Cyclin-dependent kinases (Cdks) play a key role in orchestrating the coordination of cell cycle progression in proliferating cells. The escape from the proper control of the cell cycle by the upregulation of cyclins or aberrant activation of Cdks leads to malignant transformation. In quiescent cells and/or terminally differentiated cells, the expression pattern and activity of Cdks is altered. In postmitotic neurons, expression of mitotic kinases is downregulated, whereas Cdk5 expression becomes upregulated. Similarly to other Cdks, free Cdk5 displays no enzymatic activity and requires complex formation with a specific regulatory subunit. Two activators of Cdk5 have been identified. p35 and its isoform p39 bind to, and thereby activate, Cdk5. Unlike mitotic kinases, Cdk5 does not require activating phosphorylation within the T-loop. Because p35 is a short-lived protein, the p35/Cdk5 complexes are unstable. The stability of the p35 protein is regulated by its Cdk5-mediated phosphorylation of p35. Activated p35/Cdk5 kinase phosphorylates numerous physiological targets.
The proper phosphorylation of the most important substrates, such as τ protein and neurofila-ment H, is essential for the correct regulation of the cytoskeletal organization, thereby regulating cell adhesion, motility, and synaptic plasticity. Moreover, Cdk5 regulates the activity of the p53 tumor suppressor via phosphorylation. p53 is upregulated in multiple neuronal death paradigms, including hypoxia, ischemia, and excitotoxicity, and plays a key role in the induction of apoptosis.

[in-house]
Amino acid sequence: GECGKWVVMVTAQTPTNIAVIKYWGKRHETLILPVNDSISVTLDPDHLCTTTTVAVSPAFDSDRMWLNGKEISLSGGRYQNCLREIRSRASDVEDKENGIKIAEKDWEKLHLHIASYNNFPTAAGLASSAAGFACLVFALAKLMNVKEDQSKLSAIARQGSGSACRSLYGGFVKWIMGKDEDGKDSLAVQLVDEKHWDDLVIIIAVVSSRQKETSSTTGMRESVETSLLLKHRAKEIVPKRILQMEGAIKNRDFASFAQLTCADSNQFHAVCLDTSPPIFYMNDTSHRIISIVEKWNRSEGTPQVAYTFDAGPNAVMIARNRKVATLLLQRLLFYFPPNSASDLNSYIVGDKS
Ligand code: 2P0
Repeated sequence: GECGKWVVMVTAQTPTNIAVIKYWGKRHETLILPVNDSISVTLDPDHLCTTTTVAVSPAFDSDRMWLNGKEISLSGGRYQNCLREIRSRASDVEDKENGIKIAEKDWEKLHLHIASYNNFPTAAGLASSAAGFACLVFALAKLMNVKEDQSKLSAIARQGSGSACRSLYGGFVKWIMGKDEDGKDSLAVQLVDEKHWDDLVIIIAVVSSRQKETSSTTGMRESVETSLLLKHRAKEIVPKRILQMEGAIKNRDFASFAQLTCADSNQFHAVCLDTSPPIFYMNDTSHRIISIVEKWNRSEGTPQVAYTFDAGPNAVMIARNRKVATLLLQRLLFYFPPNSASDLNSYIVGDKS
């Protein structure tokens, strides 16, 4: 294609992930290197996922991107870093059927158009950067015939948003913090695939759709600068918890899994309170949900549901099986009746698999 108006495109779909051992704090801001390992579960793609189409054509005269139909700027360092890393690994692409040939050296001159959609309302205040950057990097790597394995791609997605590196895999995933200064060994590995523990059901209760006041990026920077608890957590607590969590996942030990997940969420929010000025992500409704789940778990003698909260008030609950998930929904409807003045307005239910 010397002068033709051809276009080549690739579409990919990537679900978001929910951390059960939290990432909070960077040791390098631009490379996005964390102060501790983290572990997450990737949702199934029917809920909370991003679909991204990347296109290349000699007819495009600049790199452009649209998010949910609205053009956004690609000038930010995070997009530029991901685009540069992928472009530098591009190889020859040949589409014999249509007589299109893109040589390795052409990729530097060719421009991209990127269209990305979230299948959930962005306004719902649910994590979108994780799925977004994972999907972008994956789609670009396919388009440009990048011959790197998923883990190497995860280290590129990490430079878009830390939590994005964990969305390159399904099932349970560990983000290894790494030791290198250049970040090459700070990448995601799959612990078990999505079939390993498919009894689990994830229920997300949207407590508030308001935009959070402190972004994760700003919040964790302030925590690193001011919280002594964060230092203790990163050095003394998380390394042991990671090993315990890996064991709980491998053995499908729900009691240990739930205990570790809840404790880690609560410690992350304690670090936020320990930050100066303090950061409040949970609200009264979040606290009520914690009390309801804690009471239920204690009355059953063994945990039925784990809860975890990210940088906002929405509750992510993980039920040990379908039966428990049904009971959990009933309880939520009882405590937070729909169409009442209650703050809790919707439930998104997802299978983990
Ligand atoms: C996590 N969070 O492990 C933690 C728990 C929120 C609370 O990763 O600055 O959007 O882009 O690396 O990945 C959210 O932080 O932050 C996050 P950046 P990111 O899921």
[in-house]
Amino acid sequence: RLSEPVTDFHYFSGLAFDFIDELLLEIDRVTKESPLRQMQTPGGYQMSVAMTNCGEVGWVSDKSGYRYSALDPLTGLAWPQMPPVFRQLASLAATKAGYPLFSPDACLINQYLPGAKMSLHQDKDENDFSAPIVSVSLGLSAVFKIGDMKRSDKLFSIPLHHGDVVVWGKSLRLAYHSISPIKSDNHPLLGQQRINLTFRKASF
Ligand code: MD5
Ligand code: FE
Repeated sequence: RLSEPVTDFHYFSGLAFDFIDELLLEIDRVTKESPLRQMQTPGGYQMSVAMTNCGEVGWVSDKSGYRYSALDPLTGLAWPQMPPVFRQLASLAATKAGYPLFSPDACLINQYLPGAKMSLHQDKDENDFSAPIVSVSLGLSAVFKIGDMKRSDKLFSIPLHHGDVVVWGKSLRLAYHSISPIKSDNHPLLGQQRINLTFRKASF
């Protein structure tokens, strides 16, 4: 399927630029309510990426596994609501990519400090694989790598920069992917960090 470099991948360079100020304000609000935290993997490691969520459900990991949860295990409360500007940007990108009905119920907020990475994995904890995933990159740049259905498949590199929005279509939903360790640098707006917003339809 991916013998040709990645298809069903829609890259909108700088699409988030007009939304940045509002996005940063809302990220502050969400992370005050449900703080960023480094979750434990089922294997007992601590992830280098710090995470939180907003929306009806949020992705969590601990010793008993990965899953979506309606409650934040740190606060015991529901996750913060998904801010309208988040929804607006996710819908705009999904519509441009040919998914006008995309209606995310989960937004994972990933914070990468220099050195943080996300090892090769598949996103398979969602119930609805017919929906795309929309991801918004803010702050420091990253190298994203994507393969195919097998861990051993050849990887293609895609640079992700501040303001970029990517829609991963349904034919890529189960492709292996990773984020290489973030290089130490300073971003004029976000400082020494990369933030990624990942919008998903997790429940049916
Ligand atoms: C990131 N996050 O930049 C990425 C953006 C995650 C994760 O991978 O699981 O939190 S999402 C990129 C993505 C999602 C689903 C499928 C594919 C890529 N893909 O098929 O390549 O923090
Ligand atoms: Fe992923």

On the other hand, an abnormally high expression and elevated activity of Cdk5 was observed in neurodegenerative diseases, suggesting the application of Cdk inhibitors for their therapy. Considering the action of some Cdk inhibitors on the expression and activity of the p53 protein, their therapeutic efficacy must be carefully evaluated.